Shawne Alston's offensive punch was missed when WVU faced Maryland.
MORGANTOWN - Whether Shawne Alston will play in West Virginia's Big 12 opener with Baylor Saturday is a question not likely to be answered until game time.Coach Dana Holgorsen doesn't talk about injuries unless a player is definitely out, and he's not going to start with Alston's thigh bruise. Holgorsen will only say that his senior running back is "day-to-day.''The more pertinent question, though, is how much of a factor the 5-foot-11, 236-pound Alston is in West Virginia's offense, and whether his presence is really that significant.Holgorsen and his staff try to downplay it, but the numbers say otherwise.
"It affected us a little bit,'' Holgorsen said. "But it's also what they were giving us.''The "they'' is Maryland, which held West Virginia to just 25 yards on 25 carries in the Mountaineers' 31-21 win last weekend. That's in stark contrast to the first two games of the season, when WVU ran for a combined 453 yards against Marshall and James Madison.Alston played a huge role with 30 carries and 185 yards in those two games as the primary back. Andrew Buie was the main ball carrier against Maryland and gained but 33 yards on 14 carries.It would certainly help West Virginia if the running game was more productive this week. At noon on Saturday the No. 9 Mountaineers (3-0) host No. 25 Baylor (3-0) in a game that will be televised by FX.But before pinning the troubles in the running game on the absence of Alston and his bruising running style, it is wise to consider two other factors - depth and the style of the game.As for the depth, with Alston out the only truly healthy and proven running back was Buie. Dustin Garrison made his first appearance of the season, but it was also his first appearance since undergoing major knee surgery in the offseason, so he can't be depended upon just yet."We had one back. And if we gave it to him 35 times then we probably wouldn't have him this week,'' Holgorsen said. "You've got to be careful of wearing people out.''Perhaps more significant was the style of the game. Maryland went into it wanting to control the football and keep West Virginia's offense off the field, and for the most part the Terps did just that, dominating both time of possession and offensive plays in the first half and parts of the second.For instance, West Virginia ran 74 plays in each of the first two games of the season. Against Maryland, the Mountaineers ran just 68. With an offense that tends to drop back and either throw or scramble on perhaps 45 or 50 plays a game, that doesn't leave much room for establishing the run."Maryland did a good job of taking the run away. The 20 times that we handed the ball off [as opposed to 43 passes and five scrambles], we didn't get that many yards,'' Holgorsen said. "But we didn't have the ball very much either. When you're looking at only 65 snaps to deal with, you don't want to waste half of them for the sake of handing them off to try and establish the run."We did a pretty good job in the pass game, so that's what scored the points. If we were sitting here without 31 points we wouldn't be very happy right now.''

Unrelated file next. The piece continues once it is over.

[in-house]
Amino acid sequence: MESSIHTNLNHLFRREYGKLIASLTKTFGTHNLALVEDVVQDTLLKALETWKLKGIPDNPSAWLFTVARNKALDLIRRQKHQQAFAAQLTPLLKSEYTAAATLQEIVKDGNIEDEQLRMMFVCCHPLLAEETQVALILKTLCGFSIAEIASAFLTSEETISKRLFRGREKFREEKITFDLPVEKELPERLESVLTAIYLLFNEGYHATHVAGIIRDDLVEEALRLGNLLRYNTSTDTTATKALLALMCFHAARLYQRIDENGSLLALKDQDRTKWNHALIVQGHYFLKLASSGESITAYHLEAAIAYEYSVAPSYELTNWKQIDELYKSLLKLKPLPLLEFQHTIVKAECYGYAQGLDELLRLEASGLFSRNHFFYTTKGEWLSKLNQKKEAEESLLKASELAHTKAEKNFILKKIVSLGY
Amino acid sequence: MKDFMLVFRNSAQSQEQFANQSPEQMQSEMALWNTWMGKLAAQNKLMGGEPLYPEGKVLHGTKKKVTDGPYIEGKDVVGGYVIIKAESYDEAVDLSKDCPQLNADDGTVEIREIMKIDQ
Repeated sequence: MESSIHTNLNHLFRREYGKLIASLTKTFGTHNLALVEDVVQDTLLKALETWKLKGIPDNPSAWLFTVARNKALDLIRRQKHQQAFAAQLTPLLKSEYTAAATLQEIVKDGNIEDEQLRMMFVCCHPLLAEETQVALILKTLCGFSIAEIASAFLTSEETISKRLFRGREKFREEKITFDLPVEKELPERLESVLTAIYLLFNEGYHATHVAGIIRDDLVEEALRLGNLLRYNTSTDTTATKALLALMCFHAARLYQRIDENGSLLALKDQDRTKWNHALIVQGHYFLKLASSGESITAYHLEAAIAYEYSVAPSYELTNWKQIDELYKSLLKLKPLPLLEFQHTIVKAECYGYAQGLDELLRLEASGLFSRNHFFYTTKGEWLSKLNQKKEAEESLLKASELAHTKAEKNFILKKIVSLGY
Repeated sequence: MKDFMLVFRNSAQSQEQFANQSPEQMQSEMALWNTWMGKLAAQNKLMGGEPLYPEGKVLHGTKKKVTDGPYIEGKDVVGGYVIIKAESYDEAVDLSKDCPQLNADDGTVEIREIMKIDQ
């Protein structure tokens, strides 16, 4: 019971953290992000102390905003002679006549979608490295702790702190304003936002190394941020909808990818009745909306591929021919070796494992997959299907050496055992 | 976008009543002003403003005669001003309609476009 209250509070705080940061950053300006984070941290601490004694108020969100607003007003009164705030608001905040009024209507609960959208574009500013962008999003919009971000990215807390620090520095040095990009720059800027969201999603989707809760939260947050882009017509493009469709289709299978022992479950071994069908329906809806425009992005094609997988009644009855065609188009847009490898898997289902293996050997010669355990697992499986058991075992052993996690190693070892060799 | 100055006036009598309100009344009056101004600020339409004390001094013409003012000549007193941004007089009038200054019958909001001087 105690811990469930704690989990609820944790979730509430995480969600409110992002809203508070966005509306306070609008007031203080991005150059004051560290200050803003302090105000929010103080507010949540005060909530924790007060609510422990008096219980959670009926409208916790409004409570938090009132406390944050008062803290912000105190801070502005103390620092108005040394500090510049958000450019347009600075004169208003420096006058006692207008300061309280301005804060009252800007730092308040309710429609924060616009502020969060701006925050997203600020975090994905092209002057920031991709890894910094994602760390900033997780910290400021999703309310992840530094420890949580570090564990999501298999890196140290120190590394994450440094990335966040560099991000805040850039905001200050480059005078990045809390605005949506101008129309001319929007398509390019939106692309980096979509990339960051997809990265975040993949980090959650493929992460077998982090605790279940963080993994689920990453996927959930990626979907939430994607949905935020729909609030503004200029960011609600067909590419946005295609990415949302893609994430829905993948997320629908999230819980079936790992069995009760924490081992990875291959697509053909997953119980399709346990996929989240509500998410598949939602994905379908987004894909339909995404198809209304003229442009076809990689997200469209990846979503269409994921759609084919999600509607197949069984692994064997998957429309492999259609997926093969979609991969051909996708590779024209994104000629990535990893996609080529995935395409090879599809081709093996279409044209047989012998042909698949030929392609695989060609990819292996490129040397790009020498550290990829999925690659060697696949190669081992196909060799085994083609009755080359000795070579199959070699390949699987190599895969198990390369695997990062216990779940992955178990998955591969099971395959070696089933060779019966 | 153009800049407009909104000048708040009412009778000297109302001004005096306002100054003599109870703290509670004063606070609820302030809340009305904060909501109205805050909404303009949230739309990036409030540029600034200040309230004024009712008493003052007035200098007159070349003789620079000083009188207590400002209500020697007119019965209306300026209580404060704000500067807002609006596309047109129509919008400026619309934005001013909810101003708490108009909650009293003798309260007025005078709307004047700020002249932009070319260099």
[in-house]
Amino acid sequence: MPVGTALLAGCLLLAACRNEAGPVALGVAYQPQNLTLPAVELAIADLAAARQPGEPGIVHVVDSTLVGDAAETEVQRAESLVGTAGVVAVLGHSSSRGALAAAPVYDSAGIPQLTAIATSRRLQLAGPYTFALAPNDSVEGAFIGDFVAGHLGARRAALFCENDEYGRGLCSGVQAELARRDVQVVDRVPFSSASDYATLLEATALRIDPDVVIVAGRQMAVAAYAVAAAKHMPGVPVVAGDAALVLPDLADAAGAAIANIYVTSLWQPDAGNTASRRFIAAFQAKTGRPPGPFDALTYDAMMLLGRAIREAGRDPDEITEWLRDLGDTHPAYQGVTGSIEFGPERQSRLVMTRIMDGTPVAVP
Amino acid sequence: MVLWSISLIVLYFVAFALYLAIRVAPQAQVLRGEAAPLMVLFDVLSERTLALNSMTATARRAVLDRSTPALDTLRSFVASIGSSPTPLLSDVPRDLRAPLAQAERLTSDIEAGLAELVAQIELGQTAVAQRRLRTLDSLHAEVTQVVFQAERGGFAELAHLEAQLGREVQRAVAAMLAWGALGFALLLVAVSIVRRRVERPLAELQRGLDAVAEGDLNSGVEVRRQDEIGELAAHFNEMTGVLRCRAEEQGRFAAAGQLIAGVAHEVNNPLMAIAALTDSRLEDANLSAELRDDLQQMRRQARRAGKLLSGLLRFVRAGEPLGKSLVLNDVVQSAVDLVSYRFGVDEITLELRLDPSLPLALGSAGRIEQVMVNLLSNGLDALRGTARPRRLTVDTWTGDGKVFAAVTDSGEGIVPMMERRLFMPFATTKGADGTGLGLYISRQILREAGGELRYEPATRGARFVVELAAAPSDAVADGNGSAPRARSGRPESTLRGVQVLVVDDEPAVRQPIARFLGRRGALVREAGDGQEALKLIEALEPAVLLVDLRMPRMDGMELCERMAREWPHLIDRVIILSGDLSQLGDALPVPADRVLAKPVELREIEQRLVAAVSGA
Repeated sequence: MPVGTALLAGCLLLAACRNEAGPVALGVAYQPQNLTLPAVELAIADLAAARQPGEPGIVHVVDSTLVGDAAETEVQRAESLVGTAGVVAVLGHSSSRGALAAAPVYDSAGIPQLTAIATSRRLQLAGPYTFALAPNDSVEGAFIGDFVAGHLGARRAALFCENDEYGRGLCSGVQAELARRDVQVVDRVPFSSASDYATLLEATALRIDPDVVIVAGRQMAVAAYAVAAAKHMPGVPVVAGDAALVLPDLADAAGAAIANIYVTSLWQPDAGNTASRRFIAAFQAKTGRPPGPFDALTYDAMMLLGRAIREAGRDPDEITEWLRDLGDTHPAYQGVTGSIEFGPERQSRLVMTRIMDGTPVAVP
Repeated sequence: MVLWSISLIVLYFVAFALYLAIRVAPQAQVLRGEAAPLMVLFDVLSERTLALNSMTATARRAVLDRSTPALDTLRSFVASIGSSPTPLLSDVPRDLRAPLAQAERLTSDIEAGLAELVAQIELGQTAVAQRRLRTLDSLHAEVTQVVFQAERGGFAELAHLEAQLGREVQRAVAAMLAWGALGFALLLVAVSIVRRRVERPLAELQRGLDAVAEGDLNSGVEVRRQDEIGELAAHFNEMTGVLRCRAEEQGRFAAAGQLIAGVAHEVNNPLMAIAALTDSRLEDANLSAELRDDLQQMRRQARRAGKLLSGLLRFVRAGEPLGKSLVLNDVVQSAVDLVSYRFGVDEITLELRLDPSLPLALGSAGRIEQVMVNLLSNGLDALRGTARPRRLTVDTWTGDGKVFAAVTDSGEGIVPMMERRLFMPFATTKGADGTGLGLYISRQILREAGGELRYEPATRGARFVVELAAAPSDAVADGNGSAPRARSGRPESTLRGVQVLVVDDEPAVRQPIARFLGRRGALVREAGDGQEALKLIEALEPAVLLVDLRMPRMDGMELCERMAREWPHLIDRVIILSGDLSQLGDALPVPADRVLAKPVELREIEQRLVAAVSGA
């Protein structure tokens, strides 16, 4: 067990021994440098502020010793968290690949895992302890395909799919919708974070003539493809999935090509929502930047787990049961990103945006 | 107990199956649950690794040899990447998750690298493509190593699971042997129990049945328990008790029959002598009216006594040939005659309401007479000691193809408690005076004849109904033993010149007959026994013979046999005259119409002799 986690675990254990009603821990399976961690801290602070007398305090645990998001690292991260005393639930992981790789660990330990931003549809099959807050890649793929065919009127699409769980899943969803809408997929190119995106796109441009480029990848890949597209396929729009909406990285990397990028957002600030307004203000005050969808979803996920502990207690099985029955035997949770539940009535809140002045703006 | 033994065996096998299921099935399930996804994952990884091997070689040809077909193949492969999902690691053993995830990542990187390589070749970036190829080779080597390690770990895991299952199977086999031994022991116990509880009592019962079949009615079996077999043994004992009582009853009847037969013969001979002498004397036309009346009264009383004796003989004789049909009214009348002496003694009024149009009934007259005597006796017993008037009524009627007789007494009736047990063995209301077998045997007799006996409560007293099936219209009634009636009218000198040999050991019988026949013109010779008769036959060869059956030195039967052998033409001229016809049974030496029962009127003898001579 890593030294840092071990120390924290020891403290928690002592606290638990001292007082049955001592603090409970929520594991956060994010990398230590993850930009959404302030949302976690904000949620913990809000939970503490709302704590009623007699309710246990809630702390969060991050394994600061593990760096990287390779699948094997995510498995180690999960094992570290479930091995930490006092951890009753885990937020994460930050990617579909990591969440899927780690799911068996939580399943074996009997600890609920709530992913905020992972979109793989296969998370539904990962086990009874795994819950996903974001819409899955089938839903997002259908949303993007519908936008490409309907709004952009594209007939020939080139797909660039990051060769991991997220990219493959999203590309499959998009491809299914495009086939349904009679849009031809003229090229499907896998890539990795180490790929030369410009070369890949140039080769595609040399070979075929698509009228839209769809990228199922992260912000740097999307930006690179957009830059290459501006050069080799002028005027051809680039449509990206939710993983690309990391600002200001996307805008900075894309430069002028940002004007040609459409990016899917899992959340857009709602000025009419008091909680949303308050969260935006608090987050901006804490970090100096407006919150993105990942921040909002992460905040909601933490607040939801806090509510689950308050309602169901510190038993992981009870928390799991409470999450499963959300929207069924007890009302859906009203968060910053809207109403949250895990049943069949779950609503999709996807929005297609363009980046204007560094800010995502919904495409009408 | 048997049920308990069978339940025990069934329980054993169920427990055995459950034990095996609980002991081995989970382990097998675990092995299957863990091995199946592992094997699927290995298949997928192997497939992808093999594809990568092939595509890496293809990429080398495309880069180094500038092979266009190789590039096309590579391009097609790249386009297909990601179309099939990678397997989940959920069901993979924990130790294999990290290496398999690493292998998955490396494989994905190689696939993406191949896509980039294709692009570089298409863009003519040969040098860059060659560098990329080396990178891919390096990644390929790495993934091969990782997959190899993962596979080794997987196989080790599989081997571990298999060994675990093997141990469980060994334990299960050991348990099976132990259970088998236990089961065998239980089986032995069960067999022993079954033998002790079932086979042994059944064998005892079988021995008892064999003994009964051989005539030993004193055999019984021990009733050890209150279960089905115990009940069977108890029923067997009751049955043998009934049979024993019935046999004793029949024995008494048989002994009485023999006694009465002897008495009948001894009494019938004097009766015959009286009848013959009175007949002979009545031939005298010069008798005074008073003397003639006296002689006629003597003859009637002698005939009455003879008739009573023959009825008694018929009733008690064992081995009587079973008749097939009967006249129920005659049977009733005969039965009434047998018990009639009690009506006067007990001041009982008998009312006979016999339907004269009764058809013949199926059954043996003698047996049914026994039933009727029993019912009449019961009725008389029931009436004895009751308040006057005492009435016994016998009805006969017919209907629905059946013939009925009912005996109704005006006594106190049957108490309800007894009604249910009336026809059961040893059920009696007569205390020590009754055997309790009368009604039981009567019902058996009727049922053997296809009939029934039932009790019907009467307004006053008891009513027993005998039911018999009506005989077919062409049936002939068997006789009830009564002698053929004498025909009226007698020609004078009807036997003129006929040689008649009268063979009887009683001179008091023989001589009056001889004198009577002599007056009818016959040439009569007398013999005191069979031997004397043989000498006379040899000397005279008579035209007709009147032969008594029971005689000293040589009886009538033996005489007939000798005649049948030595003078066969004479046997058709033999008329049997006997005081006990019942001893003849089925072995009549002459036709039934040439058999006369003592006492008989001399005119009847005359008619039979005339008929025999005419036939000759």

It would seem, though, that against Baylor there will likely be more of an emphasis on running the football. For starters, there are sure to be more plays given that Baylor runs its offense just as fast as West Virginia."No one on either side is going to be sitting there trying to milk the clock,'' said offensive coordinator Shannon Dawson.And Baylor has yet to prove it can stop the run, either. In three games the Bears have given up 145, 126 and 262 yards rushing.But if West Virginia is to have success running the ball, it is more likely with Alston in the mix. He played only a few plays against Maryland and didn't carry the ball."He didn't practice much last week and he could have played a little bit more on Saturday, but he didn't practice Tuesday, Wednesday or Thursday, so we thought that it was in our best interest not to play him,'' Holgorsen said. "It is a long season and if you're not healthy enough to practice during the week then you're probably not going to play on Saturday. He was an emergency guy and got in a few times."He'll need to practice [this week] at a high level to count on him playing Saturday. Do I expect that to happen? Yes, I do.''
Reach Dave Hickman at 304-348-1734 or email@example.com or follow him at Twitter.com/dphickman1.